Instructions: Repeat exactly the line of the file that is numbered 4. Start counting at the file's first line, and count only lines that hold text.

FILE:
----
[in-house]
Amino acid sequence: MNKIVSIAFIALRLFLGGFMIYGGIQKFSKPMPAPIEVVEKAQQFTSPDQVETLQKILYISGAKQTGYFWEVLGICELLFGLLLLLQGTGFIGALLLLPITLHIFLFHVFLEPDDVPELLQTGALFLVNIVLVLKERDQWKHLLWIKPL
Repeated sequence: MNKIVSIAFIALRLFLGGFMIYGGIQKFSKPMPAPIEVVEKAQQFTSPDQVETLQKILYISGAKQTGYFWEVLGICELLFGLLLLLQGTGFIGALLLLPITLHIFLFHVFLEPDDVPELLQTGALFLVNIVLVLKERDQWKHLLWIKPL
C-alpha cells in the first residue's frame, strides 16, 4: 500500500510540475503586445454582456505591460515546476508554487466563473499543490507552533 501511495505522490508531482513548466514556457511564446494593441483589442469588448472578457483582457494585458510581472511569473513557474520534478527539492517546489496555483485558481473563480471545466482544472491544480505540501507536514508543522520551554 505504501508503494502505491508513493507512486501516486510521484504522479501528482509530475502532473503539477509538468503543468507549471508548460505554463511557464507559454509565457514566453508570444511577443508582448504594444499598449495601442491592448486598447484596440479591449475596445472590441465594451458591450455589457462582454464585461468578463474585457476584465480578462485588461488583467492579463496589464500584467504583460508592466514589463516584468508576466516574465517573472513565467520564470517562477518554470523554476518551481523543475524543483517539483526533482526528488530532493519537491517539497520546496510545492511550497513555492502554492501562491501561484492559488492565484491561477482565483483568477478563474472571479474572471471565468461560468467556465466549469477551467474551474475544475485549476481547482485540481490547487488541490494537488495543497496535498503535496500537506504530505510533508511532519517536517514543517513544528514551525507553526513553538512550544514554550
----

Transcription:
C-alpha cells in the first residue's frame, strides 16, 4: 500500500510540475503586445454582456505591460515546476508554487466563473499543490507552533 501511495505522490508531482513548466514556457511564446494593441483589442469588448472578457483582457494585458510581472511569473513557474520534478527539492517546489496555483485558481473563480471545466482544472491544480505540501507536514508543522520551554 505504501508503494502505491508513493507512486501516486510521484504522479501528482509530475502532473503539477509538468503543468507549471508548460505554463511557464507559454509565457514566453508570444511577443508582448504594444499598449495601442491592448486598447484596440479591449475596445472590441465594451458591450455589457462582454464585461468578463474585457476584465480578462485588461488583467492579463496589464500584467504583460508592466514589463516584468508576466516574465517573472513565467520564470517562477518554470523554476518551481523543475524543483517539483526533482526528488530532493519537491517539497520546496510545492511550497513555492502554492501562491501561484492559488492565484491561477482565483483568477478563474472571479474572471471565468461560468467556465466549469477551467474551474475544475485549476481547482485540481490547487488541490494537488495543497496535498503535496500537506504530505510533508511532519517536517514543517513544528514551525507553526513553538512550544514554550